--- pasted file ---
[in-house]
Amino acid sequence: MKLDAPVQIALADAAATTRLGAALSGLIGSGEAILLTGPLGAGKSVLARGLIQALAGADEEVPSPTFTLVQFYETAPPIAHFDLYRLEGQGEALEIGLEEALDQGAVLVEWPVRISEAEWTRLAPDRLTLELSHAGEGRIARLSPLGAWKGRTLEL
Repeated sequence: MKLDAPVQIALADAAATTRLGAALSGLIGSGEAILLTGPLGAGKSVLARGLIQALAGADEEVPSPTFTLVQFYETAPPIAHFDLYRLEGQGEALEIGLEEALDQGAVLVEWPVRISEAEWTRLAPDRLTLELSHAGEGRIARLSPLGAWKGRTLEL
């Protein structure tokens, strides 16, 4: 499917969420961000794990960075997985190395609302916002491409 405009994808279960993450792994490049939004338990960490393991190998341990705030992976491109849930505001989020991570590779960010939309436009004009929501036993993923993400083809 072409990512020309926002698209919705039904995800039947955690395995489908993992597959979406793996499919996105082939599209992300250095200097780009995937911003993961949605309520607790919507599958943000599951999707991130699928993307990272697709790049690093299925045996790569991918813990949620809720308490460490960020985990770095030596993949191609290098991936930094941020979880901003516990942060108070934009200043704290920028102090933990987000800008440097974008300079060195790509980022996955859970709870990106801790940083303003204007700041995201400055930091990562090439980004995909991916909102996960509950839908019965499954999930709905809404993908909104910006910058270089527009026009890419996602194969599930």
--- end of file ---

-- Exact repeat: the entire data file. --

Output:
[in-house]
Amino acid sequence: MKLDAPVQIALADAAATTRLGAALSGLIGSGEAILLTGPLGAGKSVLARGLIQALAGADEEVPSPTFTLVQFYETAPPIAHFDLYRLEGQGEALEIGLEEALDQGAVLVEWPVRISEAEWTRLAPDRLTLELSHAGEGRIARLSPLGAWKGRTLEL
Repeated sequence: MKLDAPVQIALADAAATTRLGAALSGLIGSGEAILLTGPLGAGKSVLARGLIQALAGADEEVPSPTFTLVQFYETAPPIAHFDLYRLEGQGEALEIGLEEALDQGAVLVEWPVRISEAEWTRLAPDRLTLELSHAGEGRIARLSPLGAWKGRTLEL
């Protein structure tokens, strides 16, 4: 499917969420961000794990960075997985190395609302916002491409 405009994808279960993450792994490049939004338990960490393991190998341990705030992976491109849930505001989020991570590779960010939309436009004009929501036993993923993400083809 072409990512020309926002698209919705039904995800039947955690395995489908993992597959979406793996499919996105082939599209992300250095200097780009995937911003993961949605309520607790919507599958943000599951999707991130699928993307990272697709790049690093299925045996790569991918813990949620809720308490460490960020985990770095030596993949191609290098991936930094941020979880901003516990942060108070934009200043704290920028102090933990987000800008440097974008300079060195790509980022996955859970709870990106801790940083303003204007700041995201400055930091990562090439980004995909991916909102996960509950839908019965499954999930709905809404993908909104910006910058270089527009026009890419996602194969599930």